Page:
It’s no doubt that technological advancements will affect students’ job prospects. And while some predictions about automation paint a bleak future, others offer a more optimistic outlook.
A new report from McKinsey & Company delivers a prediction somewhere in the middle: nearly 40% of U.S. jobs will shrink—but not necessarily disappear—by 2040.
And “as the artificial intelligence (AI) revolution transforms what work will look like in the future, community college leaders must take the lead in reskilling our workforce,” reads a blog post from EAB‘s Community College Blog.
After all, although some workers who lose their jobs to automation will be able to easily transition into similar positions, nearly half (41%) will have little to no chance of finding a new job unless they learn new skills, according to a 2018 report from the World Economic Forum (WEF) and the Boston Consulting Group.
Here’s how a few two-year colleges are taking the lead in preparing students for the future of work:
1. Guide students toward sustainable careers
A 2018 study by Jobs for the Future, Burning Glass Technologies, and the Lumina Foundation suggests that jobs in middle-skills sectors—such as IT, healthcare, business, and manufacturing—are no longer a guaranteed path to a sustainable career.
And community colleges must be prepared to guide students towards middle-skill careers that can withstand technological disruption. To do so, the study’s researchers suggest that administrators take a look at graduates’ career trajectories—not just their first job out of college. For example, a community college grad may have a manufacturing job lined up after graduation, but may lose that job in 10 years due to automation.
Community colleges can also work to better serve adults who have already embarked on their career journey and can promote economic mobility by helping workers develop robot-proof skills. After all, 95% of people who re-train will enjoy higher salaries after their transition, the WEF report predicts. More specifically, displaced workers who complete an average of two years of training are estimated to receive an annual salary increase of $15,000.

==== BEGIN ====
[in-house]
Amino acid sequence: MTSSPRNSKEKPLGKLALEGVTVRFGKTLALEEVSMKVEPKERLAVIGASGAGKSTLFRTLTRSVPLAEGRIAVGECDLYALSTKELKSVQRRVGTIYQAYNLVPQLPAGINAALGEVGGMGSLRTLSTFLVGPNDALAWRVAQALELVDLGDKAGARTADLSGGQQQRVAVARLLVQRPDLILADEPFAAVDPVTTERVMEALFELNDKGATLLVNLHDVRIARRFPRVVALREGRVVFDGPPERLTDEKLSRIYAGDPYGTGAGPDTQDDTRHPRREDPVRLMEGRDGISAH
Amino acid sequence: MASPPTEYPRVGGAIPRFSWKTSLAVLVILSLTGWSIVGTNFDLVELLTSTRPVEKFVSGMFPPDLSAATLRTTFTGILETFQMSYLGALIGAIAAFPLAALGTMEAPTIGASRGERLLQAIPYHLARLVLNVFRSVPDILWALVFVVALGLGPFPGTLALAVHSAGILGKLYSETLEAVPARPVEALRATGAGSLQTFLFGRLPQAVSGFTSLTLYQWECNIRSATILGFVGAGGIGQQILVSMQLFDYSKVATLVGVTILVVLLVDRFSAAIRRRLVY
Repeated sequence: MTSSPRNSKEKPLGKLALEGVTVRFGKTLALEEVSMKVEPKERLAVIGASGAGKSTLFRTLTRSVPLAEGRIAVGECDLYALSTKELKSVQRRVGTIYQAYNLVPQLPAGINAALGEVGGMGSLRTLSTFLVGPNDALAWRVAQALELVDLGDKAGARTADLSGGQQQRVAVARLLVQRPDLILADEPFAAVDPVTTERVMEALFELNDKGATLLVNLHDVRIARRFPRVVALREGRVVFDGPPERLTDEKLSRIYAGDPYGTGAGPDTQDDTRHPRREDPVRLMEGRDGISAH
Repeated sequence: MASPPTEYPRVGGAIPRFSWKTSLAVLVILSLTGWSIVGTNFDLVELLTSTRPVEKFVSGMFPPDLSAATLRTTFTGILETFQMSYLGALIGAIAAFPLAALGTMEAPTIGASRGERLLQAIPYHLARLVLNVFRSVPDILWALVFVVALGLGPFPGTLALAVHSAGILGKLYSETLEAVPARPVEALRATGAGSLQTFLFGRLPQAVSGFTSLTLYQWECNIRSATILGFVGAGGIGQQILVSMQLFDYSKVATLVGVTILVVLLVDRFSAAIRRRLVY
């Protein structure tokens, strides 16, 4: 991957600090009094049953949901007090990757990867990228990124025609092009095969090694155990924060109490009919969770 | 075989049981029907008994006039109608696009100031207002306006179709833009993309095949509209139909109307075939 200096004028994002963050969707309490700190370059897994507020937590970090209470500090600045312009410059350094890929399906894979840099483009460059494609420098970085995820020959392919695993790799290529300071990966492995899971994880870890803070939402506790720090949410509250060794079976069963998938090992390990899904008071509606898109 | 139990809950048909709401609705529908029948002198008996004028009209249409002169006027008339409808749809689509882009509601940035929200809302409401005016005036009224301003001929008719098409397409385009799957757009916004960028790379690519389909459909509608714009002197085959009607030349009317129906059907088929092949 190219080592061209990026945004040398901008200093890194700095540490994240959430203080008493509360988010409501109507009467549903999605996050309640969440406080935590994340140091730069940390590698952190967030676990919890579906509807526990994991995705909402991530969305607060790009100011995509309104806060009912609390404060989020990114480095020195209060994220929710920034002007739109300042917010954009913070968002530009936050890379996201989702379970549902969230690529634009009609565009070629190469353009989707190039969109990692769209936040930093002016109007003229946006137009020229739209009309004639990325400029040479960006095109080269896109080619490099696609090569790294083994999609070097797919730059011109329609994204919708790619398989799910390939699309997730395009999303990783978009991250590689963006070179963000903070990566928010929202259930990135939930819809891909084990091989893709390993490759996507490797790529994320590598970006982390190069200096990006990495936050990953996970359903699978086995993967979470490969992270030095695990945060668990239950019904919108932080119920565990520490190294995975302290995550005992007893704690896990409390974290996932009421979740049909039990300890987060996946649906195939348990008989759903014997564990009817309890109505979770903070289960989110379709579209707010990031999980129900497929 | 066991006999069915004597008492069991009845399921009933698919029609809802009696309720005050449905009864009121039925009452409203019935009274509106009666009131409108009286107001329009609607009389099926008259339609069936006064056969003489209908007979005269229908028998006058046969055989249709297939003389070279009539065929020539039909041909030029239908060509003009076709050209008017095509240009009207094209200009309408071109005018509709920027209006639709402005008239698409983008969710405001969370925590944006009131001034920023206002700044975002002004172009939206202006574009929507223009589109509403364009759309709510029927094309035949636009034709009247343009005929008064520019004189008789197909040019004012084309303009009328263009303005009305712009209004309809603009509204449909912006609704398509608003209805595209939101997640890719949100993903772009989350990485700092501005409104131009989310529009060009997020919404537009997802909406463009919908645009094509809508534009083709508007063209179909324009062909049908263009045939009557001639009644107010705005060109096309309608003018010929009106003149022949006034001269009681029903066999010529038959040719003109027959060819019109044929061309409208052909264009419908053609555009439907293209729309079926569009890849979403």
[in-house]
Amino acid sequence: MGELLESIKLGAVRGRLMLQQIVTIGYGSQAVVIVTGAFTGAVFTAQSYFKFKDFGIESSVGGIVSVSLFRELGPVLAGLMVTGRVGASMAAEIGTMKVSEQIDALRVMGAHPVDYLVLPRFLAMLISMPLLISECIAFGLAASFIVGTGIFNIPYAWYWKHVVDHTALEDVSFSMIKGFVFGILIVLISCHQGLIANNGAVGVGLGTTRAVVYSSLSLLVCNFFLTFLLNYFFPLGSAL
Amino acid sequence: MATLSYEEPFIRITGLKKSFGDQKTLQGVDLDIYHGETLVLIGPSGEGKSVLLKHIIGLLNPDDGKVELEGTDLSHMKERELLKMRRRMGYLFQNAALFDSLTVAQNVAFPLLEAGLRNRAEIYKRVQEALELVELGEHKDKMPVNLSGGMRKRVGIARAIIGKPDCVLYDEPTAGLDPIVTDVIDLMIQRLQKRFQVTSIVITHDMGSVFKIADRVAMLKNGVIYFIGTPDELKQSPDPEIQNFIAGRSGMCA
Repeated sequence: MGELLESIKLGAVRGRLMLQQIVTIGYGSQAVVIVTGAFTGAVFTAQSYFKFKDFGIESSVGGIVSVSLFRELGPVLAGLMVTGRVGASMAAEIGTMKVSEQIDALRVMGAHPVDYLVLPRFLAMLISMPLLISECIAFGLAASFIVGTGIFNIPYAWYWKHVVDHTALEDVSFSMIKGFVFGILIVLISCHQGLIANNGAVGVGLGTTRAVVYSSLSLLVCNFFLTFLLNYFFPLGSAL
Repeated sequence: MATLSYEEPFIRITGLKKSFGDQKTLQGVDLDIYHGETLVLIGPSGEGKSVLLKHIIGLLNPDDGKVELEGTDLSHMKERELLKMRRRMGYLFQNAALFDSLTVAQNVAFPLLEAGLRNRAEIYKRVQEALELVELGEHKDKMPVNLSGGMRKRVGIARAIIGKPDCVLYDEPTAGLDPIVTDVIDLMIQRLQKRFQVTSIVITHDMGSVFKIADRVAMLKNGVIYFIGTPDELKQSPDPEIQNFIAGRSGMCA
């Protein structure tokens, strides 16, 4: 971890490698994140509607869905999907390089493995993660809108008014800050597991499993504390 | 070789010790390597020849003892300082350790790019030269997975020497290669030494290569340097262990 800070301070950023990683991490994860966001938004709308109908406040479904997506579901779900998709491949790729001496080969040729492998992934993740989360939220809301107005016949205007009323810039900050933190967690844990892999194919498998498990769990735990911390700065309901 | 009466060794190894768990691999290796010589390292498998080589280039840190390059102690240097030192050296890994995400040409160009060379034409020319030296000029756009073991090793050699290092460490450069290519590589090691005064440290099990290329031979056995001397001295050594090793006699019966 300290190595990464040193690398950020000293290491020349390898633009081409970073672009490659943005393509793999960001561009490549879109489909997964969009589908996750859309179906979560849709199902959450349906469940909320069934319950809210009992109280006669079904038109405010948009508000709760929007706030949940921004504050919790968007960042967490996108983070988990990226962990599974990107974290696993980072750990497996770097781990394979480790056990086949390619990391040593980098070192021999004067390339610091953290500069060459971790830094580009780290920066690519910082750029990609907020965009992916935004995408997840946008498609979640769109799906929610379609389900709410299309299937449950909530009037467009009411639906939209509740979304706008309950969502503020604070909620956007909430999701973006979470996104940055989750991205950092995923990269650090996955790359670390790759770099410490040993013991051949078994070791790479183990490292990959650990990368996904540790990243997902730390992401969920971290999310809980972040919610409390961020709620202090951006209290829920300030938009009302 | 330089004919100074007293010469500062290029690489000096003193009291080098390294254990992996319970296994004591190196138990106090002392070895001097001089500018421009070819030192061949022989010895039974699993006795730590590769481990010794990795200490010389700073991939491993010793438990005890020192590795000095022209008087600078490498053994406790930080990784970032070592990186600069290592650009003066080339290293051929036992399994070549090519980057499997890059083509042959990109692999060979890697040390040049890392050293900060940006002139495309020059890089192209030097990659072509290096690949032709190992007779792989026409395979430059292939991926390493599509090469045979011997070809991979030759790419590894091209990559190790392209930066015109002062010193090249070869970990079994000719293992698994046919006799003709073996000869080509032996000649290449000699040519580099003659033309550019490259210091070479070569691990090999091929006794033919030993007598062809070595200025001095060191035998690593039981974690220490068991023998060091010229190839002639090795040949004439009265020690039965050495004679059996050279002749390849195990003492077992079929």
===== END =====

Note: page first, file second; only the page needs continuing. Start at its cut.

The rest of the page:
Therefore, community colleges need to stay abreast of industry trends to ensure their graduates can survive in the changing middle-skill landscape. Administrators can start by better aligning their curriculum to the industries they serve through employer partnerships, the researchers recommend.
2. Partner with employers
Employer partnerships not only provide administrators with insight into industry needs, they may also connect students directly with in-demand jobs.
For example, Motlow State Community College in Tennessee joined the ABB Robotics Affiliate Education Program and opened the Automation & Robotic Training Center adjacent to campus. Now, students who complete the program earn comprehensive qualification as an ABB customer certified robot professional.